Circumference of the World by Lavie Tidhar
Once upon a time in the ancient era when childhood was about to bleed into pre-adolescence, we used to question if someone “liked” another person or “liked liked” them, our eyes wide in anticipation of the stressed or unstressed response. For the past half-dozen or so novels I’ve read by Lavie Tidhar, the reply each time was a no-brainer: a breathy, intense, “I like like.” With his newest, Circumference of the World, for the first time I can say agreeably enough, “I like it.” Which I absolutely did — it has a great premise, moves apace, plays with a number of genres, and throws in a slew of cameos from the so-called Golden Age of science fiction. But while I enjoyed it enough — certainly enough to recommend it — the novel didn’t have the same impact as his other works. Which, you know, still leaves the guy at 7-1 (with 7 being great or near-great and 1 being enjoyable). Not a bad record.
The premise at the heart of Circumference of the World is that, as one character says, “We’re all just complexes of information, of data.” Which is innocuous enough, but it goes further, arguing that “we were all not ourselves but reconstructed memories . . . matter swirling inside a black hole … God’s eyes into the universe.” More frighteningly, creatures existed beyond the event horizon — “eaters [that] fed on the reconstituted identities of those lives whose broken atoms had … been sucked into the lode star.”
This concept originates with the pulp sci-fi author Eugene Hartley, a very thinly veiled L. Ron Hubbard, who wrote a book called Lode Stars which is allegedly a sort of protective talisman (an “occlusion”) to ward off the Eaters. Beyond the book, Hartley also founded the church of God’s All-Seeing Eyes, which has since become a sprawling, possibly malevolent institution. The church also allegedly bought up all copies of Hartley’s book, though it’s also speculated there are other reasons the book has disappeared so that it is mythically impossible (and possibly dangerous) to find.
All of this is revealed not at the start but gradually throughout the novel. Instead, we open up with Delia Welegtabit, a young girl on the island of Vanua Lava whose family (possibly) had a copy of Lode Stars. Later, living in London and working as a mathematician, Delia enters into a relationship with another mathematician, Levi, who is desperate to make a mark in his field (at 30 he’s in the danger zone of washing out) and latches onto the ideas in Lode Stars, becoming more and more obsessed with finding a copy. When he disappears, Delia hires Daniel Chase, a used book dealer to track him down, and the book moves from a Tales of the South Pacific to a gritty realist work and now into a noir/mystery/gangster novel, as Chase finds himself entangled with Oskar Lens, a former Russian mobster (now independent) and also the world’s biggest Hartley fan/collector., as well as a firm believer in Hartley’s philosophy, though not of Hartley’s Church.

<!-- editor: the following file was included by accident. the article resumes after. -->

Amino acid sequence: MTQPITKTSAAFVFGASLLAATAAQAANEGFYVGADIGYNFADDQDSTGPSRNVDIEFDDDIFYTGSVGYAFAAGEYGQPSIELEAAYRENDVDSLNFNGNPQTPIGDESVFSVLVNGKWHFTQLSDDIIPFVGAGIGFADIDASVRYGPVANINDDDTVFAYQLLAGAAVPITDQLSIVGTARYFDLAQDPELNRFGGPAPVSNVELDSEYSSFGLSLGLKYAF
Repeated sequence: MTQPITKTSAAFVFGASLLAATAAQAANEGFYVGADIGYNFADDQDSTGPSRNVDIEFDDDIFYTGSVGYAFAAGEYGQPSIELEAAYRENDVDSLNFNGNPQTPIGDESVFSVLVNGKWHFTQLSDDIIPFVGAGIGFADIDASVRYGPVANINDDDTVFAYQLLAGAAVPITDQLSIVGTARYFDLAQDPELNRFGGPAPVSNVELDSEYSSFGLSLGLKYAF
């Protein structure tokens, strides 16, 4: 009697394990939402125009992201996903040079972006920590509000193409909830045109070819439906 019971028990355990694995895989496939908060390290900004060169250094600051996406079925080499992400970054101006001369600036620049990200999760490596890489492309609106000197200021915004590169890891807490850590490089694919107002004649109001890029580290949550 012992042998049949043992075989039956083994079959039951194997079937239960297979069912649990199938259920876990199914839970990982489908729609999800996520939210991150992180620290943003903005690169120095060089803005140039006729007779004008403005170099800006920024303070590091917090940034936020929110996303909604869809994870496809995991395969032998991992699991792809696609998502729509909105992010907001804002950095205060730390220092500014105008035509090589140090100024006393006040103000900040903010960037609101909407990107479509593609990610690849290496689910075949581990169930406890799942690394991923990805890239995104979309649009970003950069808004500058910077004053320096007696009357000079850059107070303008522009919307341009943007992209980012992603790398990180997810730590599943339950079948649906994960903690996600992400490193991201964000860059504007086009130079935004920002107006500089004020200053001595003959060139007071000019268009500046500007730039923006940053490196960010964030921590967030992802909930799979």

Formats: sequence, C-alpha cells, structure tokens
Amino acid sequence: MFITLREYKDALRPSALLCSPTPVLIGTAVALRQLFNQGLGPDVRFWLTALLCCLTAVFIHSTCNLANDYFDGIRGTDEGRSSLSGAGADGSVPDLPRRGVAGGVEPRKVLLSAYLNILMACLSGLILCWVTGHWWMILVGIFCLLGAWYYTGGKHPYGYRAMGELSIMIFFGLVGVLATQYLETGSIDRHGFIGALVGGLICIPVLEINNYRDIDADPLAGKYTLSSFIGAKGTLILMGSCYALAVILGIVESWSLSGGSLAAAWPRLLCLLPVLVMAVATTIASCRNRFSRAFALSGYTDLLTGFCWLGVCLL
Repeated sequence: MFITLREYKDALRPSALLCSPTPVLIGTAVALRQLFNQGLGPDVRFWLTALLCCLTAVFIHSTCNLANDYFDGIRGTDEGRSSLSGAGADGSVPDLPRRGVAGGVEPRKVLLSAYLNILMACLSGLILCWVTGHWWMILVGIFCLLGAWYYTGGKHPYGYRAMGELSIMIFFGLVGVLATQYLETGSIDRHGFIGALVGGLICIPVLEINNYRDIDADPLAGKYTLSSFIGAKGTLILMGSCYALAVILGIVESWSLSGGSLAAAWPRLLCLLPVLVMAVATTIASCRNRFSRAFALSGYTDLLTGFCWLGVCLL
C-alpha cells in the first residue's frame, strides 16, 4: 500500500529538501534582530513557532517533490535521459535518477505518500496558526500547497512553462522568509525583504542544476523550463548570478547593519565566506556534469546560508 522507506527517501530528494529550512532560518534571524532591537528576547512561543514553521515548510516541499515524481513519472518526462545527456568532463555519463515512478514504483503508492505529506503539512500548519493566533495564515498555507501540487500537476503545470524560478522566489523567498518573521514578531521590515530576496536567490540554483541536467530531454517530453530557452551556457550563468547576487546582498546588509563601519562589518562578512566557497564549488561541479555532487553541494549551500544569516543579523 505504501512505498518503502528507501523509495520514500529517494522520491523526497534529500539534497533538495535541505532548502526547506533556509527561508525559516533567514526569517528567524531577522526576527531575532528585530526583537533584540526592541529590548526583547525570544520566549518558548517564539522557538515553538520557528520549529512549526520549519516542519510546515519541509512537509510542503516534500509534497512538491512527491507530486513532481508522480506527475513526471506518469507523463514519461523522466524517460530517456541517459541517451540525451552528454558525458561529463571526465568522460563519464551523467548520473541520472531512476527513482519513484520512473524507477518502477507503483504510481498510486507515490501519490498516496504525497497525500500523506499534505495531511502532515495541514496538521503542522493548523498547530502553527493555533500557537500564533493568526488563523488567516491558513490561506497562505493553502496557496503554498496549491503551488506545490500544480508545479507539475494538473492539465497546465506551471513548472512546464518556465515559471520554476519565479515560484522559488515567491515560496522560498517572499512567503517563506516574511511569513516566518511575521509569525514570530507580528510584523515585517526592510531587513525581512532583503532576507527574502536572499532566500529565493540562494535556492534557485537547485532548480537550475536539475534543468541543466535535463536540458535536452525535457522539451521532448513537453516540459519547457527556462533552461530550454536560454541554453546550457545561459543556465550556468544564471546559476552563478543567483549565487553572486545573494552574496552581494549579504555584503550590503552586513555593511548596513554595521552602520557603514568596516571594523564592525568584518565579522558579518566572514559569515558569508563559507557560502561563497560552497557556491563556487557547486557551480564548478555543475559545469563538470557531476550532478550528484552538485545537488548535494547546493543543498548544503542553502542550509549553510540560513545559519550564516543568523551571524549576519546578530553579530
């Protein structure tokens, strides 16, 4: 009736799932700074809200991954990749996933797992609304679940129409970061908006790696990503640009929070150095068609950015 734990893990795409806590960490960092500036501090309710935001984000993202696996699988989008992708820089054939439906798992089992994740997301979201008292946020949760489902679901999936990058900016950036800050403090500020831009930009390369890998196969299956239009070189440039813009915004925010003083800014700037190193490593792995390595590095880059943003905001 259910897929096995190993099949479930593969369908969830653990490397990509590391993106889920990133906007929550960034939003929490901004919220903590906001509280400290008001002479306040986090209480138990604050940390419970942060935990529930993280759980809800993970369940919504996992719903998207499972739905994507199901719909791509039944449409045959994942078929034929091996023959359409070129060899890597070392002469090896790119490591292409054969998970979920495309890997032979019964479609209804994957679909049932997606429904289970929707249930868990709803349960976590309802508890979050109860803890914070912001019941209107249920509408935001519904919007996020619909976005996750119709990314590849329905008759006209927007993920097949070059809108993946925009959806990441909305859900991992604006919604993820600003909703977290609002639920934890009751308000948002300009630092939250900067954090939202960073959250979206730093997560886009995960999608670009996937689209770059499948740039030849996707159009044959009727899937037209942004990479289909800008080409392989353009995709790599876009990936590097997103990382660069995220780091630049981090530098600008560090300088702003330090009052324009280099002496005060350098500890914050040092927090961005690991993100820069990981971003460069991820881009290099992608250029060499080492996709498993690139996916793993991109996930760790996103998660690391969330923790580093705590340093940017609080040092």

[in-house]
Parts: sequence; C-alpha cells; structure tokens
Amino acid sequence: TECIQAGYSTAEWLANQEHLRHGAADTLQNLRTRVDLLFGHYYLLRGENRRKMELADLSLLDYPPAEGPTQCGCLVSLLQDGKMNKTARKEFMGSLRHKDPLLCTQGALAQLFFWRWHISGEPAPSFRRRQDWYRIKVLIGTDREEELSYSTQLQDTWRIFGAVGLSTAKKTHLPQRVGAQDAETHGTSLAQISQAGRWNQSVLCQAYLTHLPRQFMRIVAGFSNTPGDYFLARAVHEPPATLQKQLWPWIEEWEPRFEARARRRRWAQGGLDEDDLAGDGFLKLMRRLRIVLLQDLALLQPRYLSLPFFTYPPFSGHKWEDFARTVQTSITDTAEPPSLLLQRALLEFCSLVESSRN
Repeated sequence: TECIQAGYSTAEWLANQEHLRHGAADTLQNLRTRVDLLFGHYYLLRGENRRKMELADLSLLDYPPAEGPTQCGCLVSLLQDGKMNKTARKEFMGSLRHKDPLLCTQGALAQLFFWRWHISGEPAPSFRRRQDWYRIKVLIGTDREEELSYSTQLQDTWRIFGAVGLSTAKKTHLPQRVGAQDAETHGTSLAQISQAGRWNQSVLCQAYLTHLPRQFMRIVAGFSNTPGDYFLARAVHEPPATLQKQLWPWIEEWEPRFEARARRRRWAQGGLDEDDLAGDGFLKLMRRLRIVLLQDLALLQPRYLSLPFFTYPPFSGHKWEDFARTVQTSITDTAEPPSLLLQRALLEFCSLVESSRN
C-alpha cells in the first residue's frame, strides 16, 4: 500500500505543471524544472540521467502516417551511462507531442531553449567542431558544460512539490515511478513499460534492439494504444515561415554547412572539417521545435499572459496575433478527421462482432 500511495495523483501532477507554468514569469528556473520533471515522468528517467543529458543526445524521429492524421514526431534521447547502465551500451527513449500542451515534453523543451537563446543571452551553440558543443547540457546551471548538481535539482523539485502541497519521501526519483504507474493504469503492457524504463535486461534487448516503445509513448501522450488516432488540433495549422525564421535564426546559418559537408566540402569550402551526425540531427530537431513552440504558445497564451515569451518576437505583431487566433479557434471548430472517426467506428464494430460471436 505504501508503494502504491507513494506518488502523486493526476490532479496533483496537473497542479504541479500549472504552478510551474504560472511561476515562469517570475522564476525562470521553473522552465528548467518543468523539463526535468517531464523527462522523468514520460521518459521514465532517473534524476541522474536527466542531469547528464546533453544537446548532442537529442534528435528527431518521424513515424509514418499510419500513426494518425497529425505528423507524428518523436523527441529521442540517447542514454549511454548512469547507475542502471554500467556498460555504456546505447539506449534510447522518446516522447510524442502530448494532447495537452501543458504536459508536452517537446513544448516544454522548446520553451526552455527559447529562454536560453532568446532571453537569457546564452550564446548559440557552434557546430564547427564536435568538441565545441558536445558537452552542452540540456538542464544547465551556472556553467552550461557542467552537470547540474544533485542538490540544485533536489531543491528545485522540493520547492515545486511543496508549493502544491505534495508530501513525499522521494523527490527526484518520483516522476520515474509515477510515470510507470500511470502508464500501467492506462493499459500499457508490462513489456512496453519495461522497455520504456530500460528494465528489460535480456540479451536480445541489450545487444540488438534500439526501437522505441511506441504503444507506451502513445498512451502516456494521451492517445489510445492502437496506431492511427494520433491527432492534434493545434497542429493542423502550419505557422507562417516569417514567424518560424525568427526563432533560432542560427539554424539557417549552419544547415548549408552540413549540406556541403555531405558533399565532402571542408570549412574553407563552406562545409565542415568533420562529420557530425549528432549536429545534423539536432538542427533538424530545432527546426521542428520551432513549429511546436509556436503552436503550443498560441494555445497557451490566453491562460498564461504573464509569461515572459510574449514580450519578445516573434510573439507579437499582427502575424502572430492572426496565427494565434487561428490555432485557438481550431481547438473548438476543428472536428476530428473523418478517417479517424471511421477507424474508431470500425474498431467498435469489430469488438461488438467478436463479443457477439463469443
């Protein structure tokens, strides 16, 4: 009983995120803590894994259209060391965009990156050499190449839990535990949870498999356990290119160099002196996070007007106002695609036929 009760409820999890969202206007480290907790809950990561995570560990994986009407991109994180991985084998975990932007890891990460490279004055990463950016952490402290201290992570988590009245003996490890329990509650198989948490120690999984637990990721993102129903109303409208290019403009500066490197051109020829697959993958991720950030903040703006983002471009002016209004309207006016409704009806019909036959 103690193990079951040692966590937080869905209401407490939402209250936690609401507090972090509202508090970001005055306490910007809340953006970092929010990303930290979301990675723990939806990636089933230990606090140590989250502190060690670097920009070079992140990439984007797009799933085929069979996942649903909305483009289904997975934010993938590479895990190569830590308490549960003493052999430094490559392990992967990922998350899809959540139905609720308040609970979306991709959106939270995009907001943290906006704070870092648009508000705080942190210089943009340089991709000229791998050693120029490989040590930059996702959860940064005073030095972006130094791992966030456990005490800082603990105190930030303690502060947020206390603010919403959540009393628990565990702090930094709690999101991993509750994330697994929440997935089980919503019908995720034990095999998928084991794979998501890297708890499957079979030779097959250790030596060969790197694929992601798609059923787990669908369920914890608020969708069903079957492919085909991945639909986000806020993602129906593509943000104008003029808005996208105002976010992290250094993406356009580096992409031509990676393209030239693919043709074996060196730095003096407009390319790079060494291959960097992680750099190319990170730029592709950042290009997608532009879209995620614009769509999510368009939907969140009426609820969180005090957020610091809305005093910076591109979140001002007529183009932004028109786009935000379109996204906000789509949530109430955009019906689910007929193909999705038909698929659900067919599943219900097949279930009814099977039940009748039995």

The book continues to morph (or expand) into other genres, as we enter far-future science fiction via an excerpt from Lode Star (with a character also named Delia) and semi-biography as we see Hartley’s career and his interactions (either in-person or, adding the epistolary genre, via letters from/to/about Hartley) with a who’s-who of early sci-fi, including but not limited to Heinlein, Judith Merrill, Asimov, John W. Campbell, Bradbury, A.E. Van Vogt. We even get a cameo appearance from Jack Kerouac and Allen Ginsberg. Hartley writes at one point about himself and his fellow authors: “We were more than writers, we were prophets of a new age. We could see the future, we could imagine it and give it shape.” Humble Hartley was not.
As one would expect from Tidhar, he handles all these genres, and the switches between them, handily, as the reader moves effortlessly from genre to genre, POV to POV, style to style, from time to time. Everything is vividly portrayed: Delia’s early island life, the seediness of Levi’s life in London, Chase’s face blindness condition, Lens’ time in a Soviet penal camp, the Golden Age parties and relationships (Campbell in particular comes alive, while Tidhar has some fun with Heinlein’s constant advocacy of nudism). The sci-fi story, meanwhile, is full of wonderful moments and images, such as a hive-mind character who takes the form of, what else, a swarm of golden bees. It can be moving at times (one of the far-future characters is on a grief-filled quest after the death of her father), chilling at others (particularly Lens’ segments) and laugh-out-loud funny at others (“I didn’t have the heart to tell him [Heinlein] no one wanted to see his dick flopping around, thank you all the same).
But while Tidhar juggles everything smoothly and with aplomb, and crafts singular sentence with his usual mastery, I think what worked against the book for me was the book’s brevity; “everything” includes so much that I felt some of the storylines, though not all, didn’t fully meet their potential, and for those that did, such as the far-future one, they were so good I wanted more. While Lens and Delia (the future one more than the present-day one) came vividly, fully alive, the other characters felt more thinly constructed. I also felt more could have been done with the basic premise, real or not, regarding people as collections of information, the universe as a simulation, etc. Finally, while I found the Golden Age cameos entertaining, that was as far as they went. All of that creating my aforementioned sense of enjoying the book, but not being moved by it or immersed within it. Mind you, I make no complaints about enjoyment or consider entertainment an unworthy goal or result. As I said, I’m still recommending this book. I’m just not, you know, “recommending recommending” it.